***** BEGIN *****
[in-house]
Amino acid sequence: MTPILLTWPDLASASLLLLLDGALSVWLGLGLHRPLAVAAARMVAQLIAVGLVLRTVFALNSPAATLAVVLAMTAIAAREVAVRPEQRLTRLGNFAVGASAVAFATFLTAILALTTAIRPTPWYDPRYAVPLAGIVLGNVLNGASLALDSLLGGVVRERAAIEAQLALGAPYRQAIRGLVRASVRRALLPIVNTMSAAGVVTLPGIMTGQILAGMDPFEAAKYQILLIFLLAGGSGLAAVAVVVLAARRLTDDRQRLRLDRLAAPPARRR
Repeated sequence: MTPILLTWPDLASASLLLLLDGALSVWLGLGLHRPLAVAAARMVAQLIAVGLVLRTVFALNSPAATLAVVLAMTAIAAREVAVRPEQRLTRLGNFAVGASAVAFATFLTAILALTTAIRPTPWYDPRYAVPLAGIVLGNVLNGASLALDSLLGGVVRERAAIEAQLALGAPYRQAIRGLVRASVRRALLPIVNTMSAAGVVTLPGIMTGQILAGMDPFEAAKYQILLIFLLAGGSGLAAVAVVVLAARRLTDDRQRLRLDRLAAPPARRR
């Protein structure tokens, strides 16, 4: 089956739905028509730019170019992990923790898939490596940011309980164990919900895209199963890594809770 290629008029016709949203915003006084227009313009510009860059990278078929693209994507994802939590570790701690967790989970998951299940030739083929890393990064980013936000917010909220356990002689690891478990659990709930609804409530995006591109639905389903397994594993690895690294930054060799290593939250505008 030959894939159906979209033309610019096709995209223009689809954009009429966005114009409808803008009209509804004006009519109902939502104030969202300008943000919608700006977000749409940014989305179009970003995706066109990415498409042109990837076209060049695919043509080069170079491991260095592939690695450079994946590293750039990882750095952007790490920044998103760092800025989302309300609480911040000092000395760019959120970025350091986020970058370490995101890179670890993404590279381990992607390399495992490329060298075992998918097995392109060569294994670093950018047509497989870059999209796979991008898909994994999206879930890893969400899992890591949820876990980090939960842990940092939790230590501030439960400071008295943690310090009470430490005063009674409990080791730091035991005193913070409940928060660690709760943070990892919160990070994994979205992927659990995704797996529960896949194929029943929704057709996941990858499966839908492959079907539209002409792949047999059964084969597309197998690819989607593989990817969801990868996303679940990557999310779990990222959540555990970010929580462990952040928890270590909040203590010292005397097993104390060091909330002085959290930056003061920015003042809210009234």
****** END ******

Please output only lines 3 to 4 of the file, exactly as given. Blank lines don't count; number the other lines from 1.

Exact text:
Repeated sequence: MTPILLTWPDLASASLLLLLDGALSVWLGLGLHRPLAVAAARMVAQLIAVGLVLRTVFALNSPAATLAVVLAMTAIAAREVAVRPEQRLTRLGNFAVGASAVAFATFLTAILALTTAIRPTPWYDPRYAVPLAGIVLGNVLNGASLALDSLLGGVVRERAAIEAQLALGAPYRQAIRGLVRASVRRALLPIVNTMSAAGVVTLPGIMTGQILAGMDPFEAAKYQILLIFLLAGGSGLAAVAVVVLAARRLTDDRQRLRLDRLAAPPARRR
């Protein structure tokens, strides 16, 4: 089956739905028509730019170019992990923790898939490596940011309980164990919900895209199963890594809770 290629008029016709949203915003006084227009313009510009860059990278078929693209994507994802939590570790701690967790989970998951299940030739083929890393990064980013936000917010909220356990002689690891478990659990709930609804409530995006591109639905389903397994594993690895690294930054060799290593939250505008 030959894939159906979209033309610019096709995209223009689809954009009429966005114009409808803008009209509804004006009519109902939502104030969202300008943000919608700006977000749409940014989305179009970003995706066109990415498409042109990837076209060049695919043509080069170079491991260095592939690695450079994946590293750039990882750095952007790490920044998103760092800025989302309300609480911040000092000395760019959120970025350091986020970058370490995101890179670890993404590279381990992607390399495992490329060298075992998918097995392109060569294994670093950018047509497989870059999209796979991008898909994994999206879930890893969400899992890591949820876990980090939960842990940092939790230590501030439960400071008295943690310090009470430490005063009674409990080791730091035991005193913070409940928060660690709760943070990892919160990070994994979205992927659990995704797996529960896949194929029943929704057709996941990858499966839908492959079907539209002409792949047999059964084969597309197998690819989607593989990817969801990868996303679940990557999310779990990222959540555990970010929580462990952040928890270590909040203590010292005397097993104390060091909330002085959290930056003061920015003042809210009234």